Shatter Me (Shatter Me #1)


by Tahereh Mafi

Chapter One

I’ve been locked up for 264 days.

I have nothing but a small notebook and a broken pen and the numbers in my head to keep me company. 1 window. 4 walls. 144 square feet of space. 26 letters in an alphabet I haven’t spoken in 264 days of isolation.

6,336 hours since I’ve touched another human being.

“You’re getting a cellmate roommate,” they said to me.

“We hope you rot to death in this place For good behavior,” they said to me.

“Another psycho just like you No more isolation,” they said to me.

They are the minions of The Reestablishment. The initiative that was supposed to help our dying society. The same people who pulled me out of my parents’ home and locked me in an asylum for something outside of my control. No one cares that I didn’t know what I was capable of. That I didn’t know what I was doing.

I have no idea where I am.

I only know that I was transported by someone in a white van who drove 6 hours and 37 minutes to get me here. I know I was handcuffed to my seat. I know I was strapped to my chair. I know my parents never bothered to say good-bye. I know I didn’t cry as I was taken away.

I know the sky falls down every day.

The sun drops into the ocean and splashes browns and reds and yellows and oranges into the world outside my window. A million leaves from a hundred different branches dip in the wind, fluttering with the false promise of flight. The gust catches their withered wings only to force them downward, forgotten, left to be trampled by the soldiers stationed just below.

There aren’t as many trees as there were before, is what the scientists say. They say our world used to be green. Our clouds used to be white. Our sun was always the right kind of light. But I have very faint memories of that world. I don’t remember much from before. The only existence I know now is the one I was given. An echo of what used to be.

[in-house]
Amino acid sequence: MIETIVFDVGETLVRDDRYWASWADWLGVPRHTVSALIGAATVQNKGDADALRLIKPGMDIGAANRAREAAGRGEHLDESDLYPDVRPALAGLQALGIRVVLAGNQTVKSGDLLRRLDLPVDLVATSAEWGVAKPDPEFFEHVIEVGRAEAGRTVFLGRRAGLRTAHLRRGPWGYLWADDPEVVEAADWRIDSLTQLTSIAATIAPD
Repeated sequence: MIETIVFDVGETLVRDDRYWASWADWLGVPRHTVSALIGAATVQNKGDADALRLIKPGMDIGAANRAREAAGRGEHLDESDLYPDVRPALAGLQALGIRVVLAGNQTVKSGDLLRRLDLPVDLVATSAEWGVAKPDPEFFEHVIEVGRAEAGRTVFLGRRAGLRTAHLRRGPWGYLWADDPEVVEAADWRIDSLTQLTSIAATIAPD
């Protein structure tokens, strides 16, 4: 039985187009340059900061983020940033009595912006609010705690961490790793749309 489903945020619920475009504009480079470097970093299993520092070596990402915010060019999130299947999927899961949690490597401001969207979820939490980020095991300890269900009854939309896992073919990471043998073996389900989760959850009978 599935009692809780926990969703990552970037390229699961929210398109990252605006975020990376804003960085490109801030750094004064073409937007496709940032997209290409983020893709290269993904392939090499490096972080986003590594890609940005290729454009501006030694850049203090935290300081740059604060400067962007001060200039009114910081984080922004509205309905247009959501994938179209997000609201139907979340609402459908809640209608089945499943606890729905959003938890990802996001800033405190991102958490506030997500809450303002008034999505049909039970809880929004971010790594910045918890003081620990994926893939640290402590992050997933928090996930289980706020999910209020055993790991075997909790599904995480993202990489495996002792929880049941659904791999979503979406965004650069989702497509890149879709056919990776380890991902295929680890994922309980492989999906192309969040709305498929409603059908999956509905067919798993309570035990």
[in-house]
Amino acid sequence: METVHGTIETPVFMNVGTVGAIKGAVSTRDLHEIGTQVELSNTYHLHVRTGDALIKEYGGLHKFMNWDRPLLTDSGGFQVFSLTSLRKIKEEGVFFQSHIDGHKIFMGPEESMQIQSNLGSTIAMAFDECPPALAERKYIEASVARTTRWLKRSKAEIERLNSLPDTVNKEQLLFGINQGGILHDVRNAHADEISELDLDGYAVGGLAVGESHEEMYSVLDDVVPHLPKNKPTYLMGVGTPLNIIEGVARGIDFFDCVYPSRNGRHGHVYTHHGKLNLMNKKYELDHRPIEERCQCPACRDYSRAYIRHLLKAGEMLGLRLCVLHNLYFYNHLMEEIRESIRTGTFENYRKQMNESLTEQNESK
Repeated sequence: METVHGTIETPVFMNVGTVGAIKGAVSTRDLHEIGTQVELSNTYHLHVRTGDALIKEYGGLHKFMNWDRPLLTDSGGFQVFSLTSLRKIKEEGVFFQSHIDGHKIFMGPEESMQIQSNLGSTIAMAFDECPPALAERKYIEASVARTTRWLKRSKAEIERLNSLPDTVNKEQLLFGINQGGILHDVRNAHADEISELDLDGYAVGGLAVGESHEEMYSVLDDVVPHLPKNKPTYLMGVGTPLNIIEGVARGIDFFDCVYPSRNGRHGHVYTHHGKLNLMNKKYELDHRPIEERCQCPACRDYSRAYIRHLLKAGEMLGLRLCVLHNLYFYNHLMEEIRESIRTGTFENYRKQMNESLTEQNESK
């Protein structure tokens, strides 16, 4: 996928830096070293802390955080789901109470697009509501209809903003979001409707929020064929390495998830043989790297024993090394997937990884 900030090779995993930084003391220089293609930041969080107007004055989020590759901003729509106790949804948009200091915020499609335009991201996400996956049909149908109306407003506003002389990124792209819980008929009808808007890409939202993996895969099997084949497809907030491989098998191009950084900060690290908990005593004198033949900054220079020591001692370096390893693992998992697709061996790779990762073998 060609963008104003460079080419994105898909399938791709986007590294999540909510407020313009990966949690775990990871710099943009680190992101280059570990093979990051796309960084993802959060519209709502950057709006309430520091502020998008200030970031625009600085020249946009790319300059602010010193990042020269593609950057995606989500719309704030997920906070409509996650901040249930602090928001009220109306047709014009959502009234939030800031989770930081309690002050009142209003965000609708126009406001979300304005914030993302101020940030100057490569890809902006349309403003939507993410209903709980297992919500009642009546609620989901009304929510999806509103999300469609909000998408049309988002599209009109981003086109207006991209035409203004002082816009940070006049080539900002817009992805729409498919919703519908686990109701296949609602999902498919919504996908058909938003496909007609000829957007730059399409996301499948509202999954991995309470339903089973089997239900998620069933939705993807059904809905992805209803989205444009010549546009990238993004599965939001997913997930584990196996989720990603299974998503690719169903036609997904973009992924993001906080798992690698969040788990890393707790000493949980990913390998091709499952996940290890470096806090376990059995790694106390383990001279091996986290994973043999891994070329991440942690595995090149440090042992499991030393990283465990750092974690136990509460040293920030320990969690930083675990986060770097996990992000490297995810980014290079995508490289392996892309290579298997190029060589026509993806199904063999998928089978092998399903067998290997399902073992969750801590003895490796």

I press my palm to the small pane of glass and feel the cold clasp my hand in a familiar embrace. We are both alone, both existing as the absence of something else.

I grab my nearly useless pen with the very little ink I’ve learned to ration each day and stare at it. Change my mind. Abandon the effort it takes to write things down. Having a cellmate might be okay. Talking to a real human being might make things easier. I practice using my voice, shaping my lips around the familiar words unfamiliar to my mouth. I practice all day.

I’m surprised I remember how to speak.

I roll my little notebook into a ball I shove into the wall. I sit up on the cloth-covered springs I’m forced to sleep on. I wait. I rock back and forth and wait.

I wait too long and fall asleep.

My eyes open to 2 eyes 2 lips 2 ears 2 eyebrows.

I stifle my scream my urgency to run the crippling horror gripping my limbs.

“You’re a b-b-b-b—”

“And you’re a girl.” He cocks an eyebrow. He leans away from my face. He grins but he’s not smiling and I want to cry, my eyes desperate, terrified, darting toward the door I’d tried to open so many times I’d lost count. They locked me up with a boy. A boy.

Dear God.

They’re trying to kill me.

They’ve done it on purpose.

To torture me, to torment me, to keep me from sleeping through the night ever again. His arms are tatted up, half sleeves to his elbows. His eyebrow is missing a ring they must’ve confiscated. Dark blue eyes dark brown hair sharp jawline strong lean frame. Gorgeous Dangerous. Terrifying. Horrible.

He laughs and I fall off my bed and scuttle into the corner.

He sizes up the meager pillow on the spare bed they shoved into the empty space this morning, the skimpy mattress and threadbare blanket hardly big enough to support his upper half. He glances at my bed. Glances at his bed.